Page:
This word appeared in the caption to a photo I saw recently in a whaling museum in the Azores. (I spare no effort to bring you interesting words.)
The caption mentioned the groove that had been worn by ropes in the loggerhead on a whaling boat. A loggerhead, I learned, was a round timber block set upright in the stern of the boat. Once a harpooner had struck the whale, he passed the rope attached to the harpoon round the loggerhead a couple of times to hold it fast.
The loggerhead in the photo had been carefully fashioned, so there was nothing log-like about it other than it having been made of timber; however, you might fancifully say that it looked like a wooden head. So it wasn’t an altogether unlikely name for the contrivance. But when I came to look into the history of the word it turns out that the whaling sense was a latecomer.
An Azorian whaling boat, with its loggerhead at the stern.
Loggerhead starts to appear in the historical record near the end of the sixteenth century. An early example:
Ah you whoreson loggerhead! You were born to do me shame.
Love’s Labour’s Lost, by William Shakespeare, c1596.
At that time it meant a stupid person, the closely similar blockhead suggesting the idea behind it. Though presumably derived from log, what a logger was at the time is unclear, because it doesn’t appear in print until much later. The usual view among dictionary makers is that it was a heavy block of wood fastened to the leg of a horse to hobble it, to prevent it straying, an assertion that dates back no further than a dialect dictionary of 1777.
What went through the minds of whalers who applied it to the useful device on their boats is impossible to discover but we might guess that it was similarly considered to be a dumb block of wood for restraining an animal, although a whale rather than a horse.
We know loggerhead these days most commonly in the idiom to be at loggerheads, meaning to be in stubborn or irresolvable disagreement or dispute over some issue:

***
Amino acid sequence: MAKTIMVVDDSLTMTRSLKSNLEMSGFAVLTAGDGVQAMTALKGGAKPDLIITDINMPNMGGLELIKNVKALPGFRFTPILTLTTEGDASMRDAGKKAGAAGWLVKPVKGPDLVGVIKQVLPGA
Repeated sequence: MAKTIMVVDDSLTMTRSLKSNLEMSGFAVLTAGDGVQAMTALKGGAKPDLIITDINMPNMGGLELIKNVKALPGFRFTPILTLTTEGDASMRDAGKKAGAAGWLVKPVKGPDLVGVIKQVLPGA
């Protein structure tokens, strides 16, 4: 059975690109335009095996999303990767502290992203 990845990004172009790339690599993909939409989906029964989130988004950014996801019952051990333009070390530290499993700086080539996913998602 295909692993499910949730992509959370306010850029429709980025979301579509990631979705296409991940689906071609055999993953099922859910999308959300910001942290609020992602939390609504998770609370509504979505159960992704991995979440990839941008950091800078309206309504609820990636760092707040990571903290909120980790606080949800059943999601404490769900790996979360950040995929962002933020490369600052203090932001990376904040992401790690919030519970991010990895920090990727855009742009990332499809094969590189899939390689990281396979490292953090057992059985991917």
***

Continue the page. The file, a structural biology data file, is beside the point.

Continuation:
The school security guards are now at loggerheads with the city’s police department, who they accuse of attempting to hide the true scale of the problem, to improve their crime statistics.
The Independent, 16 May 2016.
As loggerhead has no clear meaning in English (its whaling sense being a long obsolete term of art in a specialised and localised activity) the idiom is meaningless in itself, but its form is expressive and it has lasted surprisingly well in the language. It can be traced to 1671 in the related go to loggerheads, to start a fight, though its modern form came into being in the early nineteenth century.
How loggerhead began to be used for a fight is similarly lost to history. One image it calls up is of two thick-headed idiots face-to-face in an argument that is likely to end in fisticuffs. That may be enough to explain the origin. However, some writers point to various implements with bulbous ends, of which one was used on board ship:
They had been sparring, in a spirit of fun, with loggerheads, those massy iron balls with long handles to be carried red-hot from the fire and plunged into buckets of tar or pitch so that the substance might be melted with no risk of flame.
The Commodore, by Patrick O’Brian, 1994.
There are records of the devices being used as weapons during close engagements of ships, perhaps contributing to the genesis of the expression.
Another maritime association is with the loggerhead turtle; in this case the idea is that of an animal with a big, heavy head. A couple of birds, a Falkland Islands duck and several fish have also had the word applied to them at various times for related reasons. In English dialects a large moth, tadpoles and a species of knapweed have also been called loggerheads.
There are three small places in England and Wales with the name. The one in Staffordshire is said to take its name from the local pub, The Three Loggerheads. This almost certainly derives from an old visual joke — the inn sign would have pictured only two stupid men, the third being taken to be the onlooker.
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